• It’s the first of 5 hindrances,
  • it’s the first of the 3 opposites to right resolve/intention
  • it’s the first āsava listed of the 3 asavas. (destruction of asavas is arahantship).

And the main antidote to kāma is asubha practice, the body as repulsive, ugly, un-attractive (if you want to try to soften the concept of asubha). If you want to classify 31 body parts and rotting corpses as simply “un-attractive”, I don’t think that word captures it.

In the Vesali sutta, SN 54.7(?), even after scores of monks practiced asubha incorrectly and committed suicde, the Buddha did not stop teaching it. That’s how important it is.

Asubha is not for people who aren’t ready for it.
If any of you fall in that category, please feel free to move on from this thread, it’s not for you.
But do not misrepresent the Buddha and try to explain away asubha and celibacy. It’s an indispensable and important part of the practice, for those who are serious about making a complete end of suffering.


I wasn’t kidding. I think there’s a difference between the asubha practices, and using a simile that denigrates another. You’ll notice that I didn’t mention the asubha practices, and also notice that the simile of the snake’s mouth is not an asubha practice. Loathsomeness and dangerousness are two very different concepts. So, you may have misunderstood what I was trying to advocate.

I watched on youtube last night the samanera ordination of Samanera Pasado at BSWA. Ajahn Brahm stated that when a beautiful young woman enters the Buddha hall, that Pasado should see her beautiful hair, skin, teeth and nails as all dead cells; impermanent, not-self. He was careful to say this is true of the handsome man, as well. There was no shaming of either sex, nor was there a suggestion that women were dangerous or harmful. So, that’s the distinction I was trying to draw, and I was glad to see Ajahn Brahm frame the issue the way he did.


I read the Buddha’s passage a few times, the full passage in context, and I don’t see any women being denigrated at all. What’s being denigrated is lust and thirst to be reborn again and again. If you keep viewing all the suttas through overly sensitive political correctness filters, and dismissing whatever offends your overly sensitive feelings as not the Buddha’s genuine words, you’re going to miss out on a lot of really important teachings. The Buddha was a pragmatist and concerned with only one thing, the cessation of Dukkha. Is it hard to believe sometimes he may deliver a sermon and say things occasionally that sound misogynistic, or cruel or harsh to other religions? Does that make him a misogynist or a closed minded elitist?

Rather than just dismiss those suttas as, “oh no, the Buddha would have used politically correct speech like Ajahn Brahm, and so it must not be genuine Buddha’s teachings, it must be a fake sutta planted by his misogynist disciples”, perhaps just give him the benefit of the doubt and assume he’s not a misogynist, and look behind that for the deeper idea he’s trying to teach. Like in the case of the snake’s mouth simile, it’s not the snake that’s being demonized, it’s not the woman that’s being demonized, it’s lust that’s being demonized. Lust and ignorance that causes snakes, men, women, to be reborn again and again.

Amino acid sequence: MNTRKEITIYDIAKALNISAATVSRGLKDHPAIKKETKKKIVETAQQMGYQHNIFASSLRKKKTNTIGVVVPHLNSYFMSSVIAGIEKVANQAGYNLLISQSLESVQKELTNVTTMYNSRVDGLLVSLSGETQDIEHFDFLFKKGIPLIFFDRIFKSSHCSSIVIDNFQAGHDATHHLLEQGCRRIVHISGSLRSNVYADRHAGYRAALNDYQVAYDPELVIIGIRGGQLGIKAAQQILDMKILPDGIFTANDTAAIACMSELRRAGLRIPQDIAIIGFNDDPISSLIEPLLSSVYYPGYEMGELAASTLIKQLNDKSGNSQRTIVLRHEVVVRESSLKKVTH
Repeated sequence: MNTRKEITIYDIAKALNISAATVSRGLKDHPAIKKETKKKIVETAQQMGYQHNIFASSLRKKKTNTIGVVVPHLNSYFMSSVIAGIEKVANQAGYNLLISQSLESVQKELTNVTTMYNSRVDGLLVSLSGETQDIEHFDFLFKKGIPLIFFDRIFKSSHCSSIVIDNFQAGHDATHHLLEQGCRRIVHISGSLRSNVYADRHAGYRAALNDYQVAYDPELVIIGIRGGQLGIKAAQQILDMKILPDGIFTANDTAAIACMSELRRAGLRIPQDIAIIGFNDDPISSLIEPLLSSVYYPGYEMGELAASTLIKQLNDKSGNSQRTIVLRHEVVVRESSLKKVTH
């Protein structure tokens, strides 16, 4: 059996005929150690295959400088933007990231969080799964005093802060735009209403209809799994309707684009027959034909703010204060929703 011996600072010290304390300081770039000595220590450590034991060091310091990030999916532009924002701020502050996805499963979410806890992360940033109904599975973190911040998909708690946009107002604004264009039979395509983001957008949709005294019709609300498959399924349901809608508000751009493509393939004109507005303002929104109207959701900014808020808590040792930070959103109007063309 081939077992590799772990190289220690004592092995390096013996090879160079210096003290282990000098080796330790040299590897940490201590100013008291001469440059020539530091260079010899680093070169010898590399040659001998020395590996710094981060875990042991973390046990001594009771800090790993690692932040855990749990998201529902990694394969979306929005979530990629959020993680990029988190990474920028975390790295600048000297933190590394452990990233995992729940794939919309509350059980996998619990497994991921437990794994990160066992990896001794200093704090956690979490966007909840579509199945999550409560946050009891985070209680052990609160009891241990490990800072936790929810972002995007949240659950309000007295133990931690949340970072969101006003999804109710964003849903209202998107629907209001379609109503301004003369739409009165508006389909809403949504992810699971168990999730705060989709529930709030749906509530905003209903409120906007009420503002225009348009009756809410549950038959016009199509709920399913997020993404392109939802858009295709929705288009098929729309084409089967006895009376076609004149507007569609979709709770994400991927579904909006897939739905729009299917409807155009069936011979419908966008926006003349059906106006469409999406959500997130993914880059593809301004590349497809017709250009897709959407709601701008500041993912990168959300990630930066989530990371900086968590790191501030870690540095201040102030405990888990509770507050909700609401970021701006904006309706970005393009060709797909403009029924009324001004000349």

The problem I have here is not misogyny, it’s the “demonization”. This kind of language just seems to harsh, too calculated to cultivate feelings of disgust and extreme aversion. At best, that kind of thinking can only be part of a crude initial stage in the ascetic development of spiritual attainments. There is nothing enlightened about feeling intense disgust and aversion.

Human beings are animals. Like many other animals, we reproduce sexually. Because we reproduce sexually, nature has implanted in us a sex drive. That human beings are going to experience, from time to time, a desire to copulate with members of the opposite sex, and find that copulation pleasurable, is the most natural thing in the world for creatures that need to copulate to reproduce.

It’s also worth observing, however, that these very natural sexual desires are sometimes extremely intense, and arouse powerful attendant emotional states of deep interpersonal attachment and even addiction, jealousy and possessiveness, obsessive ideation, distraction and heedlessness, etc. The pleasures accompanying sexual expression are often intense but very transient, preceded by anxious and painful dissatisfaction, and can be followed by worry, listlessness or depression. Human beings also have complex social lives, and it is a persistent challenge to harmonize our sexual desires with the norms of the social order. A large part of human literature is about the dramatic conflict between eros and society.

Now, if someone says that one can achieve emotional peace and elevated spiritual states by restraining one’s sex drive, and ultimately even turning off the libido entirely, that is interesting and worth paying attention to. It doesn’t mean, though, that the default state of a normal libido is uniformly horrible and disgusting. And countering the negative aspects of sexual existence from which one wishes to escape with an extreme counter-psychology of sexual fear, disgust and hysteria doesn’t seem very wholesome, or a path to happiness.